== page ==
SoCalGas says skyrocketing gas bills will drop significantly in February

Close-up of a blue flame on a gas stove.
Cooking with gas could get less expensive for Southern California consumers next month.
(Frank Hoermann / Associated Press )
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With astronomical natural gas prices squeezing the pocketbooks of Southern California Gas Co.’s 21.8 million customers, the company says relief may be on the way as soon as next month.

In a statement, the company said the price of natural gas for its customers would be down 68% for February compared with January.

“While we’re relieved that prices have dropped significantly since last month, they remain higher than usual for this time of year,” said Gillian Wright, a SoCalGas executive.


The utility attributed the drop in consumer gas prices primarily to a commensurate drop in the wholesale price that SoCalGas will pay for gas in February compared with January.

The utility said in December that a customer who paid $130 in their peak month of winter consumption last year would this year pay $315, a 142% increase, due to a more than 300% increase in the wholesale price of natural gas since January 2022.

The higher gas prices have spurred elected officials to take action.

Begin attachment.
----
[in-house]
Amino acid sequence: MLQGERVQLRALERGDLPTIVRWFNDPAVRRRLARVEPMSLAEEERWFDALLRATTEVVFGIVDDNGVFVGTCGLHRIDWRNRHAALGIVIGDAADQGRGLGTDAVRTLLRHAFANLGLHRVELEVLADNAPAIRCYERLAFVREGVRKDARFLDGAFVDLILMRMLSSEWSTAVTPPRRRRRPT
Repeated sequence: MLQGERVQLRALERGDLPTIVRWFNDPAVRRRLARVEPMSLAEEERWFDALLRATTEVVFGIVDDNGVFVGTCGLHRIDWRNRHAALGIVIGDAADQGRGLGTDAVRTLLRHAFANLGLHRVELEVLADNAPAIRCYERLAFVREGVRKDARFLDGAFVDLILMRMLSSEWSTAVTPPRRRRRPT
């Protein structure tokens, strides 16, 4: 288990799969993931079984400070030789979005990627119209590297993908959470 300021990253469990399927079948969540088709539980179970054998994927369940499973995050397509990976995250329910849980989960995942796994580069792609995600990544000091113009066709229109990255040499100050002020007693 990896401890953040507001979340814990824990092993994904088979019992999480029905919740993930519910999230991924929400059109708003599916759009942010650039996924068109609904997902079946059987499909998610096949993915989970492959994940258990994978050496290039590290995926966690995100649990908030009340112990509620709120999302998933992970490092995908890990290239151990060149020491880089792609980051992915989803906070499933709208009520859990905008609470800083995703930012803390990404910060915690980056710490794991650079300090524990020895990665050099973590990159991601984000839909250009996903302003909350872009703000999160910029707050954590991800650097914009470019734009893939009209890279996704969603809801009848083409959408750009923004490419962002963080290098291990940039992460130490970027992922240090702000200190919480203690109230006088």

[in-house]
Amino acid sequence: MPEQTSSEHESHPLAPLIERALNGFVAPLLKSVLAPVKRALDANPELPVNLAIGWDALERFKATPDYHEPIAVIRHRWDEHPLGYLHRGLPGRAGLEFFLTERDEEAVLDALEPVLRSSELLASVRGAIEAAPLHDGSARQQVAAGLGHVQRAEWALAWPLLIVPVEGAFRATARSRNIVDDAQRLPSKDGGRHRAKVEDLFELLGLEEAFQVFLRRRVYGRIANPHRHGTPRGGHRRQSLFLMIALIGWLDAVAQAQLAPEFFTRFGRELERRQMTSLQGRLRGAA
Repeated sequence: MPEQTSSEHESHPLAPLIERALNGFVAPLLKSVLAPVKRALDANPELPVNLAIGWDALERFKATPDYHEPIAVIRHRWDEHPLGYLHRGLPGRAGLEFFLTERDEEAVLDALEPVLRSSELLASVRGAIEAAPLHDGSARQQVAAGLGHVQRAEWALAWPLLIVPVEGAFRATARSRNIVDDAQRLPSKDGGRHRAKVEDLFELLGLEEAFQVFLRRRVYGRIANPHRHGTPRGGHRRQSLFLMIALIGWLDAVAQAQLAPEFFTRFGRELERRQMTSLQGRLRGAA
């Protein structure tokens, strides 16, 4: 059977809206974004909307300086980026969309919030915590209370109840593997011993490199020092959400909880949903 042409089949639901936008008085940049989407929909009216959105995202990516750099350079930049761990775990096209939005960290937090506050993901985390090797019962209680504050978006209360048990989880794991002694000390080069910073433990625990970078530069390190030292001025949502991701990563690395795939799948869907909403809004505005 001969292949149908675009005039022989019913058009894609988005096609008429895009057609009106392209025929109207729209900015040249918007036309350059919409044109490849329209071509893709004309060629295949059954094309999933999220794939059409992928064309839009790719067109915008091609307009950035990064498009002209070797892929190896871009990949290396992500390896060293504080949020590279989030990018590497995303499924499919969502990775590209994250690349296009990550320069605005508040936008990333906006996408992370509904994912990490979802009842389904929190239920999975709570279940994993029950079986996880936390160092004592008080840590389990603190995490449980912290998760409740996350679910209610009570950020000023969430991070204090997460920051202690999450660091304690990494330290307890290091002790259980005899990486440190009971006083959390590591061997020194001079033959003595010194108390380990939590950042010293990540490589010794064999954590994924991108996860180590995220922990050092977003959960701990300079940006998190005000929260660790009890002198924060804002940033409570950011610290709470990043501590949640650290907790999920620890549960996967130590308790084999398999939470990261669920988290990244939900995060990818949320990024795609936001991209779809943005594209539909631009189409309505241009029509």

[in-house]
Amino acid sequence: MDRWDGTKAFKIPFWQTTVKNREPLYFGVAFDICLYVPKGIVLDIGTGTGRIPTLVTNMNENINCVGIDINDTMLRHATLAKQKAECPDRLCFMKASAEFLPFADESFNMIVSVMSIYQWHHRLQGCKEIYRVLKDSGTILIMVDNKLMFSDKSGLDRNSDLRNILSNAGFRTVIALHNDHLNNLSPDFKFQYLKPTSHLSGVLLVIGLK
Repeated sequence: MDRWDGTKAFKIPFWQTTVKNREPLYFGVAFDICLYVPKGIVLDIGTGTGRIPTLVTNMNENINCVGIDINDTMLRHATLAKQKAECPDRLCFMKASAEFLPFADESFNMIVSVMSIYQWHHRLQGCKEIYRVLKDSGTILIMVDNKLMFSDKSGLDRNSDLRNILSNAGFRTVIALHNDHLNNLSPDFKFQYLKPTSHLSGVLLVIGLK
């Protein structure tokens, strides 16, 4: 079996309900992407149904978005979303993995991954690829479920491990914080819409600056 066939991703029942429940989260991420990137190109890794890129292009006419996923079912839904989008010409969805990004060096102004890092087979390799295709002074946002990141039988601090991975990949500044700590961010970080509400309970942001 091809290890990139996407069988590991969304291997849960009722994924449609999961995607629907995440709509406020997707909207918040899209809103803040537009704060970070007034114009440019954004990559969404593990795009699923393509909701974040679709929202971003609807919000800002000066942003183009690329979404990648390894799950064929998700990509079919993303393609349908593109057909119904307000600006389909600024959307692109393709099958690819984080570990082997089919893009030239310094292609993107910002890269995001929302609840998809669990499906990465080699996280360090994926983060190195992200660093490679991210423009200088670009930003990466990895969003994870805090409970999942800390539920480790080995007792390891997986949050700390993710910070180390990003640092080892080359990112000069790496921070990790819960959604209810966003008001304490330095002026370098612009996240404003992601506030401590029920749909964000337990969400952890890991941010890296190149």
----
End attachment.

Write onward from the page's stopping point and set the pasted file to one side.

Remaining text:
Long Beach Mayor Rex Richardson addressed the price hikes, saying in a tweet that he would call an emergency City Council meeting Wednesday afternoon “to establish a financial assistance fund for seniors and families struggling to make ends meet.”

California Senate Minority Leader Brian M. Jones, a Republican from San Diego, wrote a letter Monday with other Republican senators to the California Public Utilities Commission urging the body to expedite the distribution of California Climate Credits to residents. Those credits, typically distributed in April and October, come from a state program requiring industrial polluters to buy carbon offsets from the California Air Resources Board.

SoCalGas, for its part, announced a $1-million contribution to the Gas Assistance Fund, which provides one-time payments of as much as $100 for residents below specified income thresholds. The fund is a partnership between the utility and the United Way of Greater Los Angeles.

Customers looking for tips on how to conserve natural gas — and lower their bills in the process — can use this guide.